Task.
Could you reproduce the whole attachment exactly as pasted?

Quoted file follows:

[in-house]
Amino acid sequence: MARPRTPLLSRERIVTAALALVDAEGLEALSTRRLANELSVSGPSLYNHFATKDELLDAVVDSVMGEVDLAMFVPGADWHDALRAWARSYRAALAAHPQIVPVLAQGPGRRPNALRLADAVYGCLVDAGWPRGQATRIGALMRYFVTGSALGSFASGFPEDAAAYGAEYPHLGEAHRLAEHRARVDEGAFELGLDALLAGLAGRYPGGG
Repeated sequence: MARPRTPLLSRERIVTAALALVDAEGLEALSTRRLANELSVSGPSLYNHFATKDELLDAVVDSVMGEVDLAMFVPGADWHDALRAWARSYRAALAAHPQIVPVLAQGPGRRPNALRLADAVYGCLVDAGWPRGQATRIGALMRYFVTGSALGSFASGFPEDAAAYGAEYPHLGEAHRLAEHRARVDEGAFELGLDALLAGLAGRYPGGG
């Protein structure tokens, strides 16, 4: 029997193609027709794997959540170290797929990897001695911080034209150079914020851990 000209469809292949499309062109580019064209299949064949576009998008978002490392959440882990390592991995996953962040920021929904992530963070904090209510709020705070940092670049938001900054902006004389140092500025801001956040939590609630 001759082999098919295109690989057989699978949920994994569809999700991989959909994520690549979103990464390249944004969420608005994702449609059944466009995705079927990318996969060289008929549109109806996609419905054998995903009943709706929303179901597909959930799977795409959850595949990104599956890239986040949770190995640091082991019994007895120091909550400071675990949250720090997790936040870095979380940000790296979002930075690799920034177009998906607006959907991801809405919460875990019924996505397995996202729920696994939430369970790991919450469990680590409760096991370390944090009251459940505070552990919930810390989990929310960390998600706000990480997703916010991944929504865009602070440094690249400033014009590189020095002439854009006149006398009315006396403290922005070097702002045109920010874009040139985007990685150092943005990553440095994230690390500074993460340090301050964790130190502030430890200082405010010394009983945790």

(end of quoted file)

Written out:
[in-house]
Amino acid sequence: MARPRTPLLSRERIVTAALALVDAEGLEALSTRRLANELSVSGPSLYNHFATKDELLDAVVDSVMGEVDLAMFVPGADWHDALRAWARSYRAALAAHPQIVPVLAQGPGRRPNALRLADAVYGCLVDAGWPRGQATRIGALMRYFVTGSALGSFASGFPEDAAAYGAEYPHLGEAHRLAEHRARVDEGAFELGLDALLAGLAGRYPGGG
Repeated sequence: MARPRTPLLSRERIVTAALALVDAEGLEALSTRRLANELSVSGPSLYNHFATKDELLDAVVDSVMGEVDLAMFVPGADWHDALRAWARSYRAALAAHPQIVPVLAQGPGRRPNALRLADAVYGCLVDAGWPRGQATRIGALMRYFVTGSALGSFASGFPEDAAAYGAEYPHLGEAHRLAEHRARVDEGAFELGLDALLAGLAGRYPGGG
């Protein structure tokens, strides 16, 4: 029997193609027709794997959540170290797929990897001695911080034209150079914020851990 000209469809292949499309062109580019064209299949064949576009998008978002490392959440882990390592991995996953962040920021929904992530963070904090209510709020705070940092670049938001900054902006004389140092500025801001956040939590609630 001759082999098919295109690989057989699978949920994994569809999700991989959909994520690549979103990464390249944004969420608005994702449609059944466009995705079927990318996969060289008929549109109806996609419905054998995903009943709706929303179901597909959930799977795409959850595949990104599956890239986040949770190995640091082991019994007895120091909550400071675990949250720090997790936040870095979380940000790296979002930075690799920034177009998906607006959907991801809405919460875990019924996505397995996202729920696994939430369970790991919450469990680590409760096991370390944090009251459940505070552990919930810390989990929310960390998600706000990480997703916010991944929504865009602070440094690249400033014009590189020095002439854009006149006398009315006396403290922005070097702002045109920010874009040139985007990685150092943005990553440095994230690390500074993460340090301050964790130190502030430890200082405010010394009983945790």